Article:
package they have isn't working," Bryony Worthington, climate change
campaigner for Friends of the Earth UK, told the BBC News website. "They
need to make radical changes to it, a completely different approach,
much more top-down management of emissions across the economy. "If
they don't do that, there's every sign that these trends will continue
and we will miss our Kyoto targets.” [Quoted from newbuilder.co.uk]
The Kyoto target of 161.5 million tonnes minus 12.5%, that is 141.31
million tonnes, below 1990 carbon dioxide emission levels is a very easy target for the UK, after its
vast off-shoring of manufacturing and with all its gas-fired generating stations enabled by the
But, as you can see in the first [peopleandplanet.net] link above,
the 2006 (provisional) UK figure is 152.9 million tonnes, and 2008-2012 is fast approaching.
And yet dogmatists keep criticising the USA for not signing
to the unrealistic Kyoto ‘treaty’ (A PR delaying tactic would
be a better term than treaty).
Meanwhile, the USA is working to lead real
reductions through serious negotiations and technology improvements:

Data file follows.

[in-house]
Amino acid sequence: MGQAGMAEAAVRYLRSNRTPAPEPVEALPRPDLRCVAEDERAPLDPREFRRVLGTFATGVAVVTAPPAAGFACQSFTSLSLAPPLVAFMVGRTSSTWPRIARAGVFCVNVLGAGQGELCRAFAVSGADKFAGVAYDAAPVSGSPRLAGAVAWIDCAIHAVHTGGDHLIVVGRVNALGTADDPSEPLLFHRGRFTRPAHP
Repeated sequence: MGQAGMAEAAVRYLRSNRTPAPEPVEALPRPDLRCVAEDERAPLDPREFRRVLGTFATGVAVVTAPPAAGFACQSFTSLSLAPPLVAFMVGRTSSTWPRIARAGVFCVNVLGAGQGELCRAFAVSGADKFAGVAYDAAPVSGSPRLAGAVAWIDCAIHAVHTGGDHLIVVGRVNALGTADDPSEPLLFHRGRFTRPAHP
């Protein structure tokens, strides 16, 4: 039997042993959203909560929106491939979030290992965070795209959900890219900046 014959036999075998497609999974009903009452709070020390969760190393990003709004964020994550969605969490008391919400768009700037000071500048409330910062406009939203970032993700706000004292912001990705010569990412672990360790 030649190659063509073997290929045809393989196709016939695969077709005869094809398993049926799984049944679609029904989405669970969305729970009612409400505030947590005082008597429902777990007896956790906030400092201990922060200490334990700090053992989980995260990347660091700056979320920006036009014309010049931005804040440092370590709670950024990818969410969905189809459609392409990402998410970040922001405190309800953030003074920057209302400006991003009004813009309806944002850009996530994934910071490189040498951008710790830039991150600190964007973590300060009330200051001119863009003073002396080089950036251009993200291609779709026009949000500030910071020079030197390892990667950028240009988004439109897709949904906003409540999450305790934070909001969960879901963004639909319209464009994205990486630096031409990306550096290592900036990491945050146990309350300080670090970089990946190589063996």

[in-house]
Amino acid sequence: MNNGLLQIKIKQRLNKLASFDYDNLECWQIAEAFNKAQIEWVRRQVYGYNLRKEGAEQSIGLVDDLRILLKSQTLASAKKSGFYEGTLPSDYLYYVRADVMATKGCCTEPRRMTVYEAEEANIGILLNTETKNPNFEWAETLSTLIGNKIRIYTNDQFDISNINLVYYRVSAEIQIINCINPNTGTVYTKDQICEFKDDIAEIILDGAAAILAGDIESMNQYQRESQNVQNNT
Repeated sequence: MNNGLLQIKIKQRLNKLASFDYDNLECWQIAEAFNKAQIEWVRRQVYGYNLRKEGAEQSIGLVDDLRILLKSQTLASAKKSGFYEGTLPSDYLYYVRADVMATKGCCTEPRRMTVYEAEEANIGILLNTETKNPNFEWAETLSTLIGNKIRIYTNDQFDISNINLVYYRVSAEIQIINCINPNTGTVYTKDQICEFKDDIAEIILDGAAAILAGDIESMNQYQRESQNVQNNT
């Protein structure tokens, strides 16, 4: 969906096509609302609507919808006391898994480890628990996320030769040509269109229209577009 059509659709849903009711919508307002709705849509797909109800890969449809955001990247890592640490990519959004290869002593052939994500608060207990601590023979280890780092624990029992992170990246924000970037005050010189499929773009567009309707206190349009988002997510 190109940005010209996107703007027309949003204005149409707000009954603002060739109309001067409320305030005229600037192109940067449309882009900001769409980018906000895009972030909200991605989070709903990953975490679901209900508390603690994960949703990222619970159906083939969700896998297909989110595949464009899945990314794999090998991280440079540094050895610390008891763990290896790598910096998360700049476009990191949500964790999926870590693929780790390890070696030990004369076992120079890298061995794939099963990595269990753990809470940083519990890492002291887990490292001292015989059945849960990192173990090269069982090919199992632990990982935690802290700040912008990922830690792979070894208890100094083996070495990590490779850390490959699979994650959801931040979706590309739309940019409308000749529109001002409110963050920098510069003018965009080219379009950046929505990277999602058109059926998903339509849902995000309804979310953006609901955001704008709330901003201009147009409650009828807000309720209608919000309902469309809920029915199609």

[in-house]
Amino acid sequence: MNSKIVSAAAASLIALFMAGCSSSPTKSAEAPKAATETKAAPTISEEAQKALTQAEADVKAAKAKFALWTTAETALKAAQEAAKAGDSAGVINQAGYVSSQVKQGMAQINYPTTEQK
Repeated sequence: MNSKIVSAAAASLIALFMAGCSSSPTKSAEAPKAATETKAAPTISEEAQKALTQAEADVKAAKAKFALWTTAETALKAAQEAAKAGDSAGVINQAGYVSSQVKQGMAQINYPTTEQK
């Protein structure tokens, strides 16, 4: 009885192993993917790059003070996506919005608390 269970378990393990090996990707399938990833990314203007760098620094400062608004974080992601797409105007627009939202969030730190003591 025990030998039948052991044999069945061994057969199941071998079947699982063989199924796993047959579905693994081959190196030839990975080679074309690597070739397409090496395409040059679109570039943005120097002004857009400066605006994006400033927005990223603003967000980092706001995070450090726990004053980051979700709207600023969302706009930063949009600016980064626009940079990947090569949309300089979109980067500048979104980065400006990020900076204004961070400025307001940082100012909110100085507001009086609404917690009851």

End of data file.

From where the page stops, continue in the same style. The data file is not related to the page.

“Rich and poor nations must get over their disagreements about
how to fight climate change and forge a new pact to replace the Kyoto
Protocol, California Gov. Arnold Schwarzenegger said on Monday.
“Speaking at a United Nations conference on global warming, Schwarzenegger
urged countries to stop blaming each other for rising temperatures and
work together to solve the problem.
“ "The current stalemate between the developed and the developing
worlds must be broken," Schwarzenegger said. "It is time we
came together in a new international agreement that can be embraced
by rich and poor nations alike.”
“ Schwarzenegger, who backed a landmark 2006 California law to
reduce carbon dioxide and other greenhouse gas emissions by 25 percent
by 2020, urged leaders to stop talking and start acting.” [Quoted
In the meantime, Howard in Australia has changed course:
“By 2020, John Howard said, 15 percent of Australia's energy
would come from "clean" sources including solar, wind, nuclear
or clean coal, reversing his coalition government's previous reluctance
to lift its renewable energy target from 2 percent.
“The promise also dropped "renewable" from the government's
agenda, paving the way for a controversial switch to nuclear energy,
backed by Howard as a greenhouse-friendly alternative.
“To win over voters Howard has promised a carbon emissions trading
system, banned incandescent light bulbs and pledged A$200 million (US$173
million) to combat forest clearing in Asia.” [Quoted from planetark.org]
Like many leaders, Howard is fighting off the moonbat
left’s constant ludditeist approach to nuclear power.
“To get a feel for the scale of the problem, we have turned
to data from the US Geological Survey's annual reports and UN statistics
on global population. This has allowed us to estimate the effect that